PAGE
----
New 9-video YouTube series addresses HOT winter forestry questions!

December 13, 2021 5:27 PM

Winter is a hot time for forestry. While a flurry of activity occurs in our woodlands during this time of year (pun intended), timber harvest and storm damage are often at the top of a forester's mind. Winter is prime harvest season for a number of reasons, notably that frozen soil makes accessing woodlands easier and lessens soil compaction from equipment. In addition, threats from fungi and other fresh-wound-seeking pathogens are lessened during colder months, reducing potential impact on residual trees. Winter also brings strong winds, heavy snow, and ice – all which may impact standing timber. Needless to say, winter generates many forestry questions from forest landowners and stewards. The winter of 2021-2022 brings a particularly unique set of questions as we continue to rebound from the 2020 Midwest Derecho. This situation sets the stage for a 9-video YouTube series, recently created in partnership with ISU Extension and Outreach – Integrated Pest Management. The series will act as a resource for forest landowners and stewards working towards recovery and the creation of storm-resilient forests. While the winter of 2021-2022 is unique, you’ll find a common theme within the series, applicable to any year in the woods – the importance of working with a professional forester. Establishing a close working relationship with your professional forester is the number one action you can take to ensure maximum return from timber harvests and resilient forests for decades to come! Check out our forestry contacts directory to find your local professional forester. Below you’ll find brief descriptions of the individual videos that comprise the series, as well as links for viewing. So, pick a sub-zero day, click, and enjoy!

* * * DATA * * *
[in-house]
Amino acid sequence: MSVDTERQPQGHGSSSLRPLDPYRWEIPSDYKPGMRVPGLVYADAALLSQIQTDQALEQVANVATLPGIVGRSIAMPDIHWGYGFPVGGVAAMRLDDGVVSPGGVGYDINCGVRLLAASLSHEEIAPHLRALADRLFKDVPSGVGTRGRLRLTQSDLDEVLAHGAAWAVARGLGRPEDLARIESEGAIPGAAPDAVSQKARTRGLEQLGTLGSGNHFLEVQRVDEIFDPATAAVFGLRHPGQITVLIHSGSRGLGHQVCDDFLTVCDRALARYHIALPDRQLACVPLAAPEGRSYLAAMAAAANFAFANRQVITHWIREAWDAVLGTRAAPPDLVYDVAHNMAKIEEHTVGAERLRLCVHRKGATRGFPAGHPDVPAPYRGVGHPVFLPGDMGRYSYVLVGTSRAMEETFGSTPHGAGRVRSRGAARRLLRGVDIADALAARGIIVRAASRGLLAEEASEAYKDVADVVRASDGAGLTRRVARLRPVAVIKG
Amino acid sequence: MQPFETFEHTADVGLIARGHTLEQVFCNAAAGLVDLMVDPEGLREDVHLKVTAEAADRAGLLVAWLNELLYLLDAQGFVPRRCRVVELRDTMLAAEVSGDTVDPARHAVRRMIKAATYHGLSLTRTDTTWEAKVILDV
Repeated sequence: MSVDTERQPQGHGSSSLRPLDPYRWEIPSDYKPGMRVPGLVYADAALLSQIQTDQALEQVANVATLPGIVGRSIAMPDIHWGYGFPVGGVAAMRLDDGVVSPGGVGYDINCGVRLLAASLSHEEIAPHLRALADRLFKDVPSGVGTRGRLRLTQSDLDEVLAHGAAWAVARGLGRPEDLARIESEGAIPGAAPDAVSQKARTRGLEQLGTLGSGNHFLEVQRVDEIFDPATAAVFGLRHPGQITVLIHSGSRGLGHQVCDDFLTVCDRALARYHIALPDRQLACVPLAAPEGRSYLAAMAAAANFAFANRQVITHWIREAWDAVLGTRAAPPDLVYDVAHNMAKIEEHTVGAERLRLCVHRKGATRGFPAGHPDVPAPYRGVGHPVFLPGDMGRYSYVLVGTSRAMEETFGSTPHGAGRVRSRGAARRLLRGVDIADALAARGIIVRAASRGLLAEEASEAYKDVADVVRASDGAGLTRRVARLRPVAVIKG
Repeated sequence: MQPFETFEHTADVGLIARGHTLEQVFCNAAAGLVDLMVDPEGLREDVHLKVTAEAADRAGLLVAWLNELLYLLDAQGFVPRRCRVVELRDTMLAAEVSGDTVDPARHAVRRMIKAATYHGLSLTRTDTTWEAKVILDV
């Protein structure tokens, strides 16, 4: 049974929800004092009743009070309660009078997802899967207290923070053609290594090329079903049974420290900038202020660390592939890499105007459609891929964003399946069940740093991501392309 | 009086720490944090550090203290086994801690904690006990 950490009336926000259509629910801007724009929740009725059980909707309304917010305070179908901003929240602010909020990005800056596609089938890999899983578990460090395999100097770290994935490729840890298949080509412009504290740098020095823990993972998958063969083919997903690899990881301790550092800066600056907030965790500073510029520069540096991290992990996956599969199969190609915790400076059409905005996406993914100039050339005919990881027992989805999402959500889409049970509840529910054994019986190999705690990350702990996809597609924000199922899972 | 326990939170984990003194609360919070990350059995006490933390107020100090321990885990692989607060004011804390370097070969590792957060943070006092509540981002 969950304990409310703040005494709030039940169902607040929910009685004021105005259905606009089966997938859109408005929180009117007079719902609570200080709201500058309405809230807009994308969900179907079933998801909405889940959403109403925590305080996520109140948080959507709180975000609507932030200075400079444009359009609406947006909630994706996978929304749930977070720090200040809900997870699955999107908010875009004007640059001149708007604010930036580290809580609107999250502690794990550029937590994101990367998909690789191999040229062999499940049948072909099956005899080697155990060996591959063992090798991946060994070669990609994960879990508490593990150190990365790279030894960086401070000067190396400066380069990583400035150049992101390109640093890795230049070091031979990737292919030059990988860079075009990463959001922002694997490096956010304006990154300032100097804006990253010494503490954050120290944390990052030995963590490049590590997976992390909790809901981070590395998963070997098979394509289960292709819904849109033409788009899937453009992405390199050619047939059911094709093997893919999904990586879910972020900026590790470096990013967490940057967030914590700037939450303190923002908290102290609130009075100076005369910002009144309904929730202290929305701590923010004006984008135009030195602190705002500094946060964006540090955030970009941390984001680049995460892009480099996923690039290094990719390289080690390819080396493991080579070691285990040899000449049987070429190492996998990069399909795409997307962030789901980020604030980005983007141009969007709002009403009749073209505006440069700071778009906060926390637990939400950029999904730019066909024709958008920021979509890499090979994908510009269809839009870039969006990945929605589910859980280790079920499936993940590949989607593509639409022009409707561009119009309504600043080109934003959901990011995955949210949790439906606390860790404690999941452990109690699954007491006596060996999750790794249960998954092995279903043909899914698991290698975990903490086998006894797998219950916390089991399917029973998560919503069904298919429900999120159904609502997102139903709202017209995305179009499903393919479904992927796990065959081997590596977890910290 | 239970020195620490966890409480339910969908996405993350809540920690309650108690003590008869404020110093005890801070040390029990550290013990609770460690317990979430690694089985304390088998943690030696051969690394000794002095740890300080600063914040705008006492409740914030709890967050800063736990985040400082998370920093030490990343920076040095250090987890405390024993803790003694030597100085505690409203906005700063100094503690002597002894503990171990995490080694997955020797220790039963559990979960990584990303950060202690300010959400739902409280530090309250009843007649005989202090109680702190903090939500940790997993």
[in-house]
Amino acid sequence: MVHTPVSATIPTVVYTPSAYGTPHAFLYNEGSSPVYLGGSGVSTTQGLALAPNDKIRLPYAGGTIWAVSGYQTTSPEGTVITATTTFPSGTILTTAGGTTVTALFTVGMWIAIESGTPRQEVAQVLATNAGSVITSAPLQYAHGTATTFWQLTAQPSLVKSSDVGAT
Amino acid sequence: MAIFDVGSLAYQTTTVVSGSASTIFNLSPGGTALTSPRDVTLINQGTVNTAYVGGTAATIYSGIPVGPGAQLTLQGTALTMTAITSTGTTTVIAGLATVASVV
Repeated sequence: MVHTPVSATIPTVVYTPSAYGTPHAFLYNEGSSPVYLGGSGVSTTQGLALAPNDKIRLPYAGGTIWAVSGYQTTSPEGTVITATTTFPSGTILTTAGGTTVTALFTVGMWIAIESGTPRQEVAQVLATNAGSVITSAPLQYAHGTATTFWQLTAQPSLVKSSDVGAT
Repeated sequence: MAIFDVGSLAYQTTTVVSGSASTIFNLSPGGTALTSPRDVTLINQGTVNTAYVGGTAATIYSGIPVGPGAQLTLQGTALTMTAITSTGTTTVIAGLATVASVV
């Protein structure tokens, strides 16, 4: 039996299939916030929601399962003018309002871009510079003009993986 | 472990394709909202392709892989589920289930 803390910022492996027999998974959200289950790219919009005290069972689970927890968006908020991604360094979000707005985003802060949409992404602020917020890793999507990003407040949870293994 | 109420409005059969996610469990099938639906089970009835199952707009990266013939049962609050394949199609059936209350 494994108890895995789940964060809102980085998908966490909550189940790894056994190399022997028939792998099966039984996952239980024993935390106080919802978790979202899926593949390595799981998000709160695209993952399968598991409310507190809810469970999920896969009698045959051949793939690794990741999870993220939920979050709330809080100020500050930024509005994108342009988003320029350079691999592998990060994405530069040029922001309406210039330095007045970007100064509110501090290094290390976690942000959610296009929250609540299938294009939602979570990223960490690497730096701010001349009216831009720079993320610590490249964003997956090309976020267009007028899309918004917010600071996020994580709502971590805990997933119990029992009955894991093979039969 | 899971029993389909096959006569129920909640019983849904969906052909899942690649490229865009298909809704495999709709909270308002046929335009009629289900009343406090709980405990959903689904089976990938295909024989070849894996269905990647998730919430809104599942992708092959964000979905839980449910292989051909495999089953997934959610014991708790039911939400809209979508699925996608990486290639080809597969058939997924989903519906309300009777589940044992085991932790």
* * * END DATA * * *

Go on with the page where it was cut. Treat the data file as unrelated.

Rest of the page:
Detailed videos on specific harvest practices, roles of professionals, storm damage, and post-storm management

Quick videos that provide a general overview of post-storm assessment, management, and recovery